Insights Initial thoughts on the consumer law aspects of the Digital Markets, Competition, and Consumers Bill

Well, it’s a doozy. All 388 pages of it.

It’s also extremely wide-ranging and prescriptive, more so than was anticipated. If enacted in its current form (and even if subject to some changes) this represents an entirely new landscape of consumer protection.

Let’s look at some of the headlines.

We knew these would be significant, and they really are.

The new two-fold enforcement regime – court-based, and CMA direct enforcement – positions the UK as probably the toughest regime of consumer law enforcement, even among its EU neighbours who already have newly enhanced consumer protection laws (under the Omnibus Directive and the Digital Content Directive, among others).

Key points include:

  • Potentially massive fines – up to 10% of global turnover, including that of parent/subsidiary companies.
  • Other enforcement actions include investigative powers and the power to issue or direct enforcement orders, undertakings, infringement notices, ‘enhanced consumer measures’, and online interface orders.
  • Enforcement powers will attach to a specified list of laws/rules listed in two schedules, and these are very broad, covering all the key current consumer protection laws (relating to e.g., unfair contract terms; statutory standards and consumer rights and remedies for the supply of goods/services/digital content to consumers; information requirements; cancellation rights; misleading omissions/actions; aggressive commercial practices, etc.) as well as a host of other existing laws including, of course, the Bill itself.
  • To qualify for enforcement, a commercial practice needs to meet a ‘UK connection’ test which is also broad and will catch pretty much any supply to a UK consumer (except where, say, the consumer has deliberately circumvented a geographical restriction).

These new, highly prescriptive rules represent a major change for any business using subscription models to supply content/services/goods to consumers.

The requirements include:

  • Detailed sets of pre-contract information to be provided to consumers, including rules as to content, frequency, timing, placement, prominence, etc.
  • Consumer reminders to be sent at certain points of the subscription contract, including very specific timings for these reminders.
  • The provision of easy and accessible means for consumers to end their subscription contract, meaning no unnecessary steps; a method of leaving that matches the method of sign-up (e.g., online sign-up, online exit); prominent and clear signposting; the ability to exit through a single communication; and the right for consumers to end the contract by means not actually provided by the business (so customer services operatives will need to be trained to look out for this).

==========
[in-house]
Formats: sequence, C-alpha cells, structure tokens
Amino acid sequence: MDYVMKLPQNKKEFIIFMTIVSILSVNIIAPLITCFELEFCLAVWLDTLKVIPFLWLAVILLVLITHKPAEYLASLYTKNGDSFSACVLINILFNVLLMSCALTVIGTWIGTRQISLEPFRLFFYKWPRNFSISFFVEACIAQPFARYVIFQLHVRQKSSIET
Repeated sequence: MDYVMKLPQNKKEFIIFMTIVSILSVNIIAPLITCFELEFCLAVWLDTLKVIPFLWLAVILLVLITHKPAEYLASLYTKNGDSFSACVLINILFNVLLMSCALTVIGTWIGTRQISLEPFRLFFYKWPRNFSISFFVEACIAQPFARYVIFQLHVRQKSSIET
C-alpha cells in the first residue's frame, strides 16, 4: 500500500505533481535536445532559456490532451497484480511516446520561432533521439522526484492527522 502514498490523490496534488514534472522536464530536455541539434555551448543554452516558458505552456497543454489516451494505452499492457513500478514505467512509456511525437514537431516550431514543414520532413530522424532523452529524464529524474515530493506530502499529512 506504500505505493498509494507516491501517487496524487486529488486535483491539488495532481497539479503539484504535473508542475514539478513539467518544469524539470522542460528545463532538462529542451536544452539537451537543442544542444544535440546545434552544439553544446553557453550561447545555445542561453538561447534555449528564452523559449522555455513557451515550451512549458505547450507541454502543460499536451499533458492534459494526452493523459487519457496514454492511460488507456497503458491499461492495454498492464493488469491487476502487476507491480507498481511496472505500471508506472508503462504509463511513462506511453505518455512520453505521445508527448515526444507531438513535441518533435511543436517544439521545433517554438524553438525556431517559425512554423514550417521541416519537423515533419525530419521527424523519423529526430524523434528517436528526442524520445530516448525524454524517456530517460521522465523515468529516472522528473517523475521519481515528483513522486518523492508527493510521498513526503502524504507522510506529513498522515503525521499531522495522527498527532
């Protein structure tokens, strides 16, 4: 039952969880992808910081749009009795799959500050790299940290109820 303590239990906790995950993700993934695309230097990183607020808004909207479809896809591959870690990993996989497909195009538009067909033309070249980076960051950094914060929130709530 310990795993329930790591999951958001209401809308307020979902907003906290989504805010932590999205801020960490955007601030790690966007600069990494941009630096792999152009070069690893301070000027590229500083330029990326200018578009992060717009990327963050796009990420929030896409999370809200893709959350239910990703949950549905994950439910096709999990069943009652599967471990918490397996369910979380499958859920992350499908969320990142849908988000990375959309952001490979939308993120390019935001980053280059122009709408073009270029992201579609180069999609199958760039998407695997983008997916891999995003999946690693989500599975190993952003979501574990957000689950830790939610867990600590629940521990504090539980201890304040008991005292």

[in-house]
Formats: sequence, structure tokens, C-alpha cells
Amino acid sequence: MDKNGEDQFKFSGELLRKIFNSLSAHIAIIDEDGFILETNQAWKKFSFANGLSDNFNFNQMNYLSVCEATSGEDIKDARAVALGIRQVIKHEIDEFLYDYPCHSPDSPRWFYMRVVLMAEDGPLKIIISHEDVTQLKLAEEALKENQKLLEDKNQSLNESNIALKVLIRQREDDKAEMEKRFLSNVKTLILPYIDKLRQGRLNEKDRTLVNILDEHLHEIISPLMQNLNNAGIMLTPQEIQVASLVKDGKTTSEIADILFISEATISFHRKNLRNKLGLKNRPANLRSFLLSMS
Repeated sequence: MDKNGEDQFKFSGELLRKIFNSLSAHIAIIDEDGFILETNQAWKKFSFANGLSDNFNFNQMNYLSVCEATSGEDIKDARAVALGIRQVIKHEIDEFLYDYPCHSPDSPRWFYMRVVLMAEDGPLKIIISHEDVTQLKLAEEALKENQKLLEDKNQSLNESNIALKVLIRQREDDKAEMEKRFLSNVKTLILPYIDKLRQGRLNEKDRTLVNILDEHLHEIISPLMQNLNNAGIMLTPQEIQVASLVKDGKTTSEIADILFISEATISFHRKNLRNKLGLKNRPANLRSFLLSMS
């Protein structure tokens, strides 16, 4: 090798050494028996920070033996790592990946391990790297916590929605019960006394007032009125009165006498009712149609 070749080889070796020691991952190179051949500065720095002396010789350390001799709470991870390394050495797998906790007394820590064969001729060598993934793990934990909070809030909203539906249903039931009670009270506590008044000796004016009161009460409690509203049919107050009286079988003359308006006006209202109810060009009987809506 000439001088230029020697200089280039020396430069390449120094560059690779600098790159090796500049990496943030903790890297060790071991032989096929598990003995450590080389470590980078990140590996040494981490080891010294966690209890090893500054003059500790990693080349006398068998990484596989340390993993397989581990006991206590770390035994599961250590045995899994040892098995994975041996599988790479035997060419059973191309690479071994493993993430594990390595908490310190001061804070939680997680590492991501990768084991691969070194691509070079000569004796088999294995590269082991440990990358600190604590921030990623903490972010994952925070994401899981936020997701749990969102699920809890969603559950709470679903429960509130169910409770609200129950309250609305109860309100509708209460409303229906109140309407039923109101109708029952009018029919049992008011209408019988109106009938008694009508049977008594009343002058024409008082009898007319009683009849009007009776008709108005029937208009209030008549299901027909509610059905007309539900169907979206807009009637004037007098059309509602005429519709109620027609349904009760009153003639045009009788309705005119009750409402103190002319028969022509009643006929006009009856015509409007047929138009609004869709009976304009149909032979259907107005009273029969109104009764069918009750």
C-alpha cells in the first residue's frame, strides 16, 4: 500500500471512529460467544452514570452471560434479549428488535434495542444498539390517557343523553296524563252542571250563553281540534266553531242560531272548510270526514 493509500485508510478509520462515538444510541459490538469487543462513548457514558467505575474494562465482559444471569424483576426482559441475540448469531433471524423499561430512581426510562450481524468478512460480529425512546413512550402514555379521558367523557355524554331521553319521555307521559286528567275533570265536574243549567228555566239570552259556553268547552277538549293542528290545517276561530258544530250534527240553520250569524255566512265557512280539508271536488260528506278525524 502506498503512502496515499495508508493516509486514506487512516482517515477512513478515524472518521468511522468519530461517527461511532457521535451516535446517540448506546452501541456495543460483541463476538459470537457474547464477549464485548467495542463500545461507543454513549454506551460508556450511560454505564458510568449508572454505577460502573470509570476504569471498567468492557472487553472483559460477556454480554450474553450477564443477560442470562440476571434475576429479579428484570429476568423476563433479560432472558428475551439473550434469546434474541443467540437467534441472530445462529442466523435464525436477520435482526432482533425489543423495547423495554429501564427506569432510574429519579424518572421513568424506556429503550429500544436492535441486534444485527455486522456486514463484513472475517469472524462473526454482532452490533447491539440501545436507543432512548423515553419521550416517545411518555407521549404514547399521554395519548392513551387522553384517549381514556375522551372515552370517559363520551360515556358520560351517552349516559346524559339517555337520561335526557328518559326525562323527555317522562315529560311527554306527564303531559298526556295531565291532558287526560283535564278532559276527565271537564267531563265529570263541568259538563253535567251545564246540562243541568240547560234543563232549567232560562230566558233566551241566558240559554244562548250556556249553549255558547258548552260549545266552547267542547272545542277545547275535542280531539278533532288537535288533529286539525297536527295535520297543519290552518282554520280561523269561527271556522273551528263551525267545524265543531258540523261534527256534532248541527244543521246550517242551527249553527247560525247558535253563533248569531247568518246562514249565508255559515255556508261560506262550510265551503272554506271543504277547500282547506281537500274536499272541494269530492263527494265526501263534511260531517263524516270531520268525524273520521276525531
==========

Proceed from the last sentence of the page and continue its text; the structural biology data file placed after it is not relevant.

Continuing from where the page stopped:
• New cooling-off rights, i.e., consumer cancellation rights at certain points of the subscription contract, and cooling-off notices to be sent by the business.

The Bill prohibits unfair commercial practices (i.e., misleading actions, misleading omissions, and aggressive practices), including by setting out a list of commercial practices which are in all circumstances considered unfair – so called ‘banned practices’.

This regime copies over (with only some amendments) and replaces the existing regime under the Consumer Protection from Unfair Trading Regulations 2008 (CPUT), which is going to be revoked.

Most significantly, the Bill enables the Government to amend the existing list of automatically unfair practices (previously in CPUT). This means the Government will be able to swiftly change/add to the list of banned practices, so there will likely be movement here in the future. In particular, the Government has indicated that it intends to consult on adding new banned practices relating to the commissioning of fake customer reviews and posting reviews without taking reasonable steps to check they’re genuine.

In short, it means that consumer law compliance is really, really important, and failure to comply will increasingly represent a material business risk.

Terms and conditions need to be fair (under the meaning of the Consumer Rights Act 2015), transparent, properly drafted, and clearly signposted to consumers. Advertising and marketing must be compliant and not misleading. Pre- and post-contract information requirements need to be complied with (e.g., via properly thought-out customer journeys and notifications), and statutory cancellation rights (both under the new Bill and existing laws) handled correctly. And this is to say nothing of the new the subscription rules.

It’ll be interesting to see what amendments are made to the Bill as it progresses through to enacted law but, however you slice it, the new enforcement regime will see quicker, more agile, and much more powerful repercussions for consumer law breaches; and a number of new hoops for businesses to jump through in order to comply.

No specific date/timeframes have been given for the Bill’s passage through to enactment, but there’s a useful tracker on the UK Parliament website here.

Some commentators have suggested that enactment may happen by the end of this year. That may be overly optimistic (or pessimistic, depending on your point of view) but there’s no doubt that there’s real momentum behind this legislation and the Government appears to be sticking to its commitment to expedite.

Further summaries and commentary on the Bill will be posted over the coming days – bookmark our tracker page for updates.